I love it when I'm right. I thought Greg Paulus made the wrong decision at the time. I said so and took a lot of heat, especially from Duke fans. But now, four years later, even Paulus seems to agree with me. He realizes he doesn't have a future in professional basketball so he is trying to restart his career in football. Too bad, too late.
Four years ago, I rated Paulus as the No. 1 quarterback in the nation coming out of high school. To me, it was a no-brainer. I selected him for the U.S. Army All-American Bowl after he passed for 11,763 yards and 152 touchdowns while leading Christian Brothers Academy of Syracuse, N.Y., to a 42-3 record in four years. As a senior, he was named the Gatorade player of the year.
But he chose to play basketball at Duke.
At the time, I said he was a better football player than a basketball player, that he had a better future in the NFL than the NBA. But Duke coach Mike Krzyzewski said I was wrong and told Paulus that he would play in the NBA for 10 years. Today, he still insists he wanted to play point guard at Duke and play for Krzyzewski and doesn't regret his decision.
Now, after playing 95 basketball games at Duke and seeing his role drastically diminished as a senior, Paulus is trying to return to football. He recently worked out for the Green Bay Packers and visited Michigan to explore the possibility of transferring to play football. Duke football coach David Cutcliffe said he is willing to give the 6-1, 180-pound senior a tryout as a receiver. He said there was "no way" that Paulus could play quarterback after sitting out for the last four years.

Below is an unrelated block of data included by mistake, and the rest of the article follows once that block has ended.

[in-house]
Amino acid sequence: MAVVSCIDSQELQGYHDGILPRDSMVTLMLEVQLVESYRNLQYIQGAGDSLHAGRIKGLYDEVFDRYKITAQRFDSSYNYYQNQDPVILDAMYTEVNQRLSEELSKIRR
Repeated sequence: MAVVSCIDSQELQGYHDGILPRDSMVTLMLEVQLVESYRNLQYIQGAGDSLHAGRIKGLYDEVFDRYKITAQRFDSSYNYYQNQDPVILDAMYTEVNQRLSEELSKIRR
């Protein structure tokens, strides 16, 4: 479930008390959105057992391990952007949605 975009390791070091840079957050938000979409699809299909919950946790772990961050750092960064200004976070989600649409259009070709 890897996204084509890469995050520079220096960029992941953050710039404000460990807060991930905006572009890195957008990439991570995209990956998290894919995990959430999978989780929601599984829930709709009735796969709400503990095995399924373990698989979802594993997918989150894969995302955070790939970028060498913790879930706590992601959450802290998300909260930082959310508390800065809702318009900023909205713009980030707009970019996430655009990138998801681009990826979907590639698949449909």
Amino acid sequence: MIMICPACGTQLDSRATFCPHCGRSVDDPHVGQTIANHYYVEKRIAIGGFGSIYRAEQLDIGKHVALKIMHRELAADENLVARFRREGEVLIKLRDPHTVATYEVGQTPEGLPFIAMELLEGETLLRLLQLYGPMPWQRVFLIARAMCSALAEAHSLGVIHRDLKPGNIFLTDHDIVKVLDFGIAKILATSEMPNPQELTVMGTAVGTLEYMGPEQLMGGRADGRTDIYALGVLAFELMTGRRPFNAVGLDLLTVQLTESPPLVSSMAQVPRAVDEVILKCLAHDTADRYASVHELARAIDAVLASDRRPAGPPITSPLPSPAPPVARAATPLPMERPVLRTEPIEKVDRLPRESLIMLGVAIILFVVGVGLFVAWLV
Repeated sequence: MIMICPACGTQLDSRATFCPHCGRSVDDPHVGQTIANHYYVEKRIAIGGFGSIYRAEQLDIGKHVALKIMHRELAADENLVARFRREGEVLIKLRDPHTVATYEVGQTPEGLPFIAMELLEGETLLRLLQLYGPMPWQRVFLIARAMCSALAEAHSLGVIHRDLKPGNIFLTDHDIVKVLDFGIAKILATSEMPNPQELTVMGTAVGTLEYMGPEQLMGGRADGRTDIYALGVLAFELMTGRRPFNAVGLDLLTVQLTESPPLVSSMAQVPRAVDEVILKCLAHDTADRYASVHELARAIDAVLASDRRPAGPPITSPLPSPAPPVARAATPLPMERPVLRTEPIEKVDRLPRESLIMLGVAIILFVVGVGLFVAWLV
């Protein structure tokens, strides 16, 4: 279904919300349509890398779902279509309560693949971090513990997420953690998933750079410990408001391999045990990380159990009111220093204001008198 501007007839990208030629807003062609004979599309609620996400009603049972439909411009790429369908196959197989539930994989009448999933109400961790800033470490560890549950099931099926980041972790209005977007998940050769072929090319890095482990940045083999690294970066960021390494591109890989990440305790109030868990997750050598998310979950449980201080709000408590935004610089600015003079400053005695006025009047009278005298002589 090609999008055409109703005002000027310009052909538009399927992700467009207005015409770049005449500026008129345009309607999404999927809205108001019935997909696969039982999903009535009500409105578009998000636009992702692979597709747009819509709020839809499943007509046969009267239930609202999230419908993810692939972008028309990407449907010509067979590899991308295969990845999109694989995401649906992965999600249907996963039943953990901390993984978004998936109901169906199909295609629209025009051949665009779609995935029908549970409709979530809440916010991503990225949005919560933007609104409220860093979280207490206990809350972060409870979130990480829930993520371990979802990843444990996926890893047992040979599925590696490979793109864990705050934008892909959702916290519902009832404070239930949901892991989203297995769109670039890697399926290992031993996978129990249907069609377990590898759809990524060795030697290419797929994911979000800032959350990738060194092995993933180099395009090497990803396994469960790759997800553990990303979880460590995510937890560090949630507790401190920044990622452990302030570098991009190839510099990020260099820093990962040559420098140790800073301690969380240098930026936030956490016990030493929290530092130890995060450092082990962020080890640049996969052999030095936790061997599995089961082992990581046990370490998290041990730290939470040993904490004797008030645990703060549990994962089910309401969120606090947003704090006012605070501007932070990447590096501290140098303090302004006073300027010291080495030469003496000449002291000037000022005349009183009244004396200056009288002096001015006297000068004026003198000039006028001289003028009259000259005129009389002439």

According to NCAA eligibility rules, student-athletes must sit out a yea if they transfer from one four-year school to another. Because they are allowed to redshirt for medical or other reasons, they are granted 10 semesters of eligibility. Since Paulus wasn't a basketball redshirt at Duke, he would be eligible to play football at another school.
As a quarterback, Paulus was recruited by every major program coming out of high school. He was offered by Michigan, Notre Dame, Nebraska and many others. His father said he had more than 50 offers for football. His father also said his son wanted to play both sports in college. But once he signed for basketball at Duke, his football career was over. Football coaches allow kids to play two sports but basketball coaches never do because of limited scholarships and the injury factor. Even Quinn Buckner had to give up football after one year at Indiana.
I thought Paulus was a dominating football player and if he was looking for a professional career, he could succeed in the NFL, not the NBA. He was smart, had great feet and great leadership skills and had an uncanny knack for putting the ball on the money all the time.
But he chose Duke for basketball. I had nothing against Duke but I said he should sign for football or he would never be able to play football at Duke, only basketball. I was right. You can't trust college coaches. Their job is to get the best player available for themselves.
If you are a quarterback, you have to make the right choice, especially if you have dreams of playing at the next level, in the NFL or NBA. Those decisions are made at the age of 18, not 21. You have to be real careful when you listen to college coaches. Paulus isn't saying so now, but it is obvious by what he is trying to do that he realizes, if he made the right decision four years ago, he could have played football and basketball in college. Now it is too late.